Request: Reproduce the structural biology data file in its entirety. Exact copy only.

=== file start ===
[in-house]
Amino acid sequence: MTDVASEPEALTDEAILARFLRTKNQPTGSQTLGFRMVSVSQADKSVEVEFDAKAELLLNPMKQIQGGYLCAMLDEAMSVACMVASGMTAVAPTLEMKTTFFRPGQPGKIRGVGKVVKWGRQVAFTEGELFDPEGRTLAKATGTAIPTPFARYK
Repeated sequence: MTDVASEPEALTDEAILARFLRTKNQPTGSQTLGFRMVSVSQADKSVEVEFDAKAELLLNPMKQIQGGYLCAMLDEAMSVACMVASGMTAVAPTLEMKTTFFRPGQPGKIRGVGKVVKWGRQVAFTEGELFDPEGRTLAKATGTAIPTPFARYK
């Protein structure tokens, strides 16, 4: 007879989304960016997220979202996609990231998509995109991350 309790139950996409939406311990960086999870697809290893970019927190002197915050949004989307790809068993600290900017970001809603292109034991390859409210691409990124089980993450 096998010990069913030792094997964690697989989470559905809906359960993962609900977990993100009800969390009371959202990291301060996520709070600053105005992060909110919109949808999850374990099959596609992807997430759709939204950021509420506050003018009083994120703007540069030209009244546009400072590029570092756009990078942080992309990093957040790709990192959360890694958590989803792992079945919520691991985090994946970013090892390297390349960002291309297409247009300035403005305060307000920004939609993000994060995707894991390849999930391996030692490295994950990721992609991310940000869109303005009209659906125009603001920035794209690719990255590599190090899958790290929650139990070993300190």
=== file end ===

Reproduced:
[in-house]
Amino acid sequence: MTDVASEPEALTDEAILARFLRTKNQPTGSQTLGFRMVSVSQADKSVEVEFDAKAELLLNPMKQIQGGYLCAMLDEAMSVACMVASGMTAVAPTLEMKTTFFRPGQPGKIRGVGKVVKWGRQVAFTEGELFDPEGRTLAKATGTAIPTPFARYK
Repeated sequence: MTDVASEPEALTDEAILARFLRTKNQPTGSQTLGFRMVSVSQADKSVEVEFDAKAELLLNPMKQIQGGYLCAMLDEAMSVACMVASGMTAVAPTLEMKTTFFRPGQPGKIRGVGKVVKWGRQVAFTEGELFDPEGRTLAKATGTAIPTPFARYK
């Protein structure tokens, strides 16, 4: 007879989304960016997220979202996609990231998509995109991350 309790139950996409939406311990960086999870697809290893970019927190002197915050949004989307790809068993600290900017970001809603292109034991390859409210691409990124089980993450 096998010990069913030792094997964690697989989470559905809906359960993962609900977990993100009800969390009371959202990291301060996520709070600053105005992060909110919109949808999850374990099959596609992807997430759709939204950021509420506050003018009083994120703007540069030209009244546009400072590029570092756009990078942080992309990093957040790709990192959360890694958590989803792992079945919520691991985090994946970013090892390297390349960002291309297409247009300035403005305060307000920004939609993000994060995707894991390849999930391996030692490295994950990721992609991310940000869109303005009209659906125009603001920035794209690719990255590599190090899958790290929650139990070993300190």